You own the soundtracks to about 70% of the games you own
More than likely all of your favorite songs are either in a dead language, a made-up one, a foreign language, or theyre instrumental. You can be driving in the car and get swept away in nostalgia of that original Chrono theme, or be moved to tears when Dearly Beloved strikes its first few notes. You probably also know what Dearly Beloved is.
Youre really good at maths, though you might not realise it
350 base spell damage, multiplied x1.5 for weakness bonus, tack on another 150 damage for that potion you just chugged, divide that all by 30% to account for the enemys armor reductions, and you have a single turn of a casual battle. All of it flows into this magical guesstimate in your mind, and more often than not youre pretty darn accurate.
Youre reconciled with the fact that luck plays a large part in life
And its usually of the negative kind. You go into a battle understanding that the enemys Blastoise will never hurt itself in confusion. You just assume that you randomly chose the wrong branch in a dungeon. You might not even blink the fact that the final form of the final boss has a randomly cast AoE instakill spell. Regardless of the instance, you almost always have a strange and sad gamer-prayer or button sequence that might work over 50% of the time and, when it doesnt, you qualify it with a shoddy excuse. Its ok, weve all been there. It couldn't be helped.
5 hours sleep constitutes "sleeping in"
When there are no chapters in a game, that just means theres no reason to stop. Plot advancement after plot advancement and suddenly its four in the morning and you really need to pee and eat and do the other things that humans are supposed to do. But thats alright, because its a weekend/you can skip that first class/you totally have enough sick days. For you nothing beats waking up on a bright and clear morning, grabbing some cereal and mountain dew, and sitting down to immerse yourself back in the world you left not five hours ago.
Youre an RPG Gamer
Youre in it for the long haul. You buy a game and understand that it will, just like a good book, take a few weeks (or days, dependent on sleep) to finish. Youre the type of gamer who cant say youve played a game unless youve finished it, and even then you feel like youre doing a disservice to the game unless you go online and watch all the alternate endings. You dont truly understand the appeal of CoD or Saints Row, and wish people would respect the time commitment of a good game.
Not you either? Okay, let's press on.
On first glance, no-one can comprehend what youre playing
That garish mass of pixels and cacophonous tornado of crunchy beeps and static might lead outsiders to believe that youre in a state of denial about the resolutely crashed nature of your console or PC. But to you, that intricate, abstract visual composition and complex symphony of aural expression is inherent to the carefully constructed matrix of a deeper gaming experience. Some people think that a David Lynch film is just a load of weird images edited together, but you understand that true, pure communication must transcend traditional audio-visual means and speak on an instinctive level that normal narrative devices are just too clumsy to attain.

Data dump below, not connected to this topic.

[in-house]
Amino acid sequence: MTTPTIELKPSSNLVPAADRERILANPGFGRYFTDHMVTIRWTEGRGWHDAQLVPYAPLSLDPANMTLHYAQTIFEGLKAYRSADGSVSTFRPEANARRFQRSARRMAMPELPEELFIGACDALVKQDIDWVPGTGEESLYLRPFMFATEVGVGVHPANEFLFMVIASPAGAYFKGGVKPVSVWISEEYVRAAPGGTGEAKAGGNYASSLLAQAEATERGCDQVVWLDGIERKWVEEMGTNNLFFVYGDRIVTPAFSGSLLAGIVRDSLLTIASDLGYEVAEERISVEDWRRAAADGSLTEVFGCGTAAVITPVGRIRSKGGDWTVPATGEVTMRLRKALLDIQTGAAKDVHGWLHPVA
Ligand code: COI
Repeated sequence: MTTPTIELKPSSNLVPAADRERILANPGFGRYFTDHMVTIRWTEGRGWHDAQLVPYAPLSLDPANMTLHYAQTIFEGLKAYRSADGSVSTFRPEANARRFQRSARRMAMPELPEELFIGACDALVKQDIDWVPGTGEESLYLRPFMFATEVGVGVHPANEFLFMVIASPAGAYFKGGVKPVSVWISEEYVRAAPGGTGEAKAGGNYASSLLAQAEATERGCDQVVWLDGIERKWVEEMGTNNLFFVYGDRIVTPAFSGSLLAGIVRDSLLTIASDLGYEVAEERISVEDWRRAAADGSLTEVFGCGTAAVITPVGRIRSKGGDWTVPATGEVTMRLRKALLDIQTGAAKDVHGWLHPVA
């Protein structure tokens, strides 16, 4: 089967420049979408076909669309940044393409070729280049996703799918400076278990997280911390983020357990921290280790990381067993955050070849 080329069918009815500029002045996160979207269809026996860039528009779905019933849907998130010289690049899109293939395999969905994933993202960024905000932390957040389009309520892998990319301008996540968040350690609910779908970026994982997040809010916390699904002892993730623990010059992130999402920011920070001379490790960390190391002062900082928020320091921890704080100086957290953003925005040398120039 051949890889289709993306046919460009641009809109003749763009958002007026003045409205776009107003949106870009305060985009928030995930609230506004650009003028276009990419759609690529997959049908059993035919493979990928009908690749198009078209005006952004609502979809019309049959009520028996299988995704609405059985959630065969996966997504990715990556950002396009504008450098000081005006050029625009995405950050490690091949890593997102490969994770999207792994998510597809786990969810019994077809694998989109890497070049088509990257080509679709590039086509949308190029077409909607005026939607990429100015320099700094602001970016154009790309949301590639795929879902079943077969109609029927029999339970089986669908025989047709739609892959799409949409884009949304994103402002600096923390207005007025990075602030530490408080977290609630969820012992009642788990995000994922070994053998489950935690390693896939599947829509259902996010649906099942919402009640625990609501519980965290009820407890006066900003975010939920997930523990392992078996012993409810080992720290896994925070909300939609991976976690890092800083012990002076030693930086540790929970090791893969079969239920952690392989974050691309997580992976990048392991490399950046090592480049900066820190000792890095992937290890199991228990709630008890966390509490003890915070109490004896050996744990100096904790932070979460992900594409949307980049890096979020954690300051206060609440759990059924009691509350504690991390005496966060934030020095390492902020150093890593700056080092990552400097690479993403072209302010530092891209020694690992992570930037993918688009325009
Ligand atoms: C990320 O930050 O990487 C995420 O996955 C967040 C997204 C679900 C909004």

You stop for quiet reflection at least once every gaming session
Where most gamers rattle through their games, hungry for ever more of the experience that feeds their fun-receptors, you know that in order to really appreciate a game, something more than the token pee and food breaks of the normal player are required. You know that once every hour or so you must sit back, ideally closing your eyes or at the very least staring into middle distance, and meditate upon the full significance of what you have experienced. Just let the music wash over you and process the greater levels of meaning and emotional communication exuding from your game. Candlelight and joss sticks optional.
You see metaphors in EVERYTHING
Nothing is just a thing. Everything has deeper meaning. Some might see that discarded crisp packet as so much urban detritus, but you know that that particular crisp packet, discarded on that particular day and illuminated by that particular sunlight, fluttering lightly in the breeze next to that particular dog turd, makes a profound human statement about the emotional interplay between childhood innocence and a fuller, more adult understanding of the world.
60% of your games look like theyre from 1991
High polygon counts and super-resolution textures are simply the whorish make-up hiding the vacant expression on the face of a game with nothing to say. Many of your games might, at their most advanced, look like theyre running on a modified SNES with an extra RAM unit taped on, but to dismiss them as basic would be churlish and uncultured in the extreme. By not filling every centimetre of the screen with gleaming particle effects and over-polished motion-blur, theyre just leaving more space for significance. Its not the chunkiness of the pixels that people should be paying attention to. Its the empty squares between the pixels.